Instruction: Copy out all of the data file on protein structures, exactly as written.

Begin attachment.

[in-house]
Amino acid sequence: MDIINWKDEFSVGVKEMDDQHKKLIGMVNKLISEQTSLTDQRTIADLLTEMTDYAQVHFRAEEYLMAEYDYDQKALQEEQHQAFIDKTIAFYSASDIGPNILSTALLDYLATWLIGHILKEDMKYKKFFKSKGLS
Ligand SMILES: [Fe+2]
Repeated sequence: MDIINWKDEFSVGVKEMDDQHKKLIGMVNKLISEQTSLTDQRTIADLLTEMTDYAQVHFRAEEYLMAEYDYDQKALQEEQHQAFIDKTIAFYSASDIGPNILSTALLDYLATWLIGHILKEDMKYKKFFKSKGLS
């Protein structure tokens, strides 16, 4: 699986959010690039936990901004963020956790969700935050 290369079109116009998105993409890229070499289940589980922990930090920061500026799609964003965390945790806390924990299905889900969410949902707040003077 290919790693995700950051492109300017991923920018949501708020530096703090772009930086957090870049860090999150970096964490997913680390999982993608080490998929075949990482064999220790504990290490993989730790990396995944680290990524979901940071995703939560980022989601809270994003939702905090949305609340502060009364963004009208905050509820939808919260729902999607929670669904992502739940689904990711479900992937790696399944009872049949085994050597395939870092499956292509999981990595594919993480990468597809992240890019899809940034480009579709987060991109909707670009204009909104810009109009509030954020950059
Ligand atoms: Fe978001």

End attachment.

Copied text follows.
[in-house]
Amino acid sequence: MDIINWKDEFSVGVKEMDDQHKKLIGMVNKLISEQTSLTDQRTIADLLTEMTDYAQVHFRAEEYLMAEYDYDQKALQEEQHQAFIDKTIAFYSASDIGPNILSTALLDYLATWLIGHILKEDMKYKKFFKSKGLS
Ligand SMILES: [Fe+2]
Repeated sequence: MDIINWKDEFSVGVKEMDDQHKKLIGMVNKLISEQTSLTDQRTIADLLTEMTDYAQVHFRAEEYLMAEYDYDQKALQEEQHQAFIDKTIAFYSASDIGPNILSTALLDYLATWLIGHILKEDMKYKKFFKSKGLS
């Protein structure tokens, strides 16, 4: 699986959010690039936990901004963020956790969700935050 290369079109116009998105993409890229070499289940589980922990930090920061500026799609964003965390945790806390924990299905889900969410949902707040003077 290919790693995700950051492109300017991923920018949501708020530096703090772009930086957090870049860090999150970096964490997913680390999982993608080490998929075949990482064999220790504990290490993989730790990396995944680290990524979901940071995703939560980022989601809270994003939702905090949305609340502060009364963004009208905050509820939808919260729902999607929670669904992502739940689904990711479900992937790696399944009872049949085994050597395939870092499956292509999981990595594919993480990468597809992240890019899809940034480009579709987060991109909707670009204009909104810009109009509030954020950059
Ligand atoms: Fe978001």